The body of Giulio Regeni, a 28-year-old graduate student who went missing in Cairo on Jan. 25, was found in a ditch in the city's suburbs late Wednesday. The corpse, which was positively identified by his roommate, bore signs of torture, including stab wounds, cigarette burns and cuts to the ears, an investigating prosecutor told the Associated Press (AP).

“All of his body, including his face” had bruises and cuts, Ahmed Nagi, who leads the investigation team on the case, told AP, adding that Regeni seems to have suffered a “slow death.”

However, Alaa Azmi — the deputy head of criminal investigations in Giza — told AP that initial investigations suggested that Regeni’s death was a road accident, and that preliminary forensic reports did not mention any burns.

“We have to wait for the full report by forensic experts. But what we know is that it is an accident,” Azmi said.

Regeni was a PhD student at the department of politics and international studies at the University of Cambridge, and was a visiting scholar at the American University in Cairo, where was pursuing a doctoral thesis on the Egyptian economy.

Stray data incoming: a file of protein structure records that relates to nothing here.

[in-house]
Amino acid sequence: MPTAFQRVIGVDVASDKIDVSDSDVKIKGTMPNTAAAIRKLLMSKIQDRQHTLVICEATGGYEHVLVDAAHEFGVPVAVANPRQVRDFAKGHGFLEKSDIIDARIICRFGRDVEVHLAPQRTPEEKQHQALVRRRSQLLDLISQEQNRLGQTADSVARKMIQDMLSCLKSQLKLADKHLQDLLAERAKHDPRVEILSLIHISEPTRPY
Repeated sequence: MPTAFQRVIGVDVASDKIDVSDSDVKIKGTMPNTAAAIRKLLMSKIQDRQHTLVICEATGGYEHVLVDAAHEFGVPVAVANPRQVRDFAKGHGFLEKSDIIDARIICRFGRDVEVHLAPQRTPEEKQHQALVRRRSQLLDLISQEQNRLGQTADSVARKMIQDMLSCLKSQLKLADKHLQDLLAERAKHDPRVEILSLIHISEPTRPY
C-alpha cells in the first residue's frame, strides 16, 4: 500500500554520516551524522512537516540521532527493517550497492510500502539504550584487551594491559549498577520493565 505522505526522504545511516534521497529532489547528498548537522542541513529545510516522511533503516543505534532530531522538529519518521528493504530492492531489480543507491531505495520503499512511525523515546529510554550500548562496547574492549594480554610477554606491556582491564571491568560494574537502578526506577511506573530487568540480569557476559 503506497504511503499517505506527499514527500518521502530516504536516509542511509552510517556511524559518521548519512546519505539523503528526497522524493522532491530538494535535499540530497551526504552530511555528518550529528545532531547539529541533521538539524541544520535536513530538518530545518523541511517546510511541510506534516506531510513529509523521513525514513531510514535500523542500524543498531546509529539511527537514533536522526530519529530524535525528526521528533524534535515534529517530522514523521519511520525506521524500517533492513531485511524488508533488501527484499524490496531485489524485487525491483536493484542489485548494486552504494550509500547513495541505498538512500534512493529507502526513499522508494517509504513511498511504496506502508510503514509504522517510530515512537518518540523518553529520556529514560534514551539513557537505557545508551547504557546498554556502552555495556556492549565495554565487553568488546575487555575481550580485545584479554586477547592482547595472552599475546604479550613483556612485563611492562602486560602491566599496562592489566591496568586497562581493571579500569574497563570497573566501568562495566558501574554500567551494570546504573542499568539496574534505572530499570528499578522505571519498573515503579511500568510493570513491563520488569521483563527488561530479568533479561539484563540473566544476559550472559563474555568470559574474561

In a statement released Thursday, the Italian foreign ministry said that it had urgently summoned the Egyptian ambassador over Regini’s death, and sought “full cooperation at all levels” from Egyptian authorities.

“Italy reiterates its call to the Egyptian authorities to immediately initiate a joint investigation with the participation of Italian experts and asks that the young Regeni’s body be repatriated to Italy as soon as possible,” the foreign ministry said, in the statement.

While the circumstances surrounding Regeni’s disappearance and death are not yet clear, his disappearance on Jan.25 — the fifth anniversary of the Arab Spring in Egypt — triggered speculation that he may have been caught up in protests and police crackdown against demonstrators.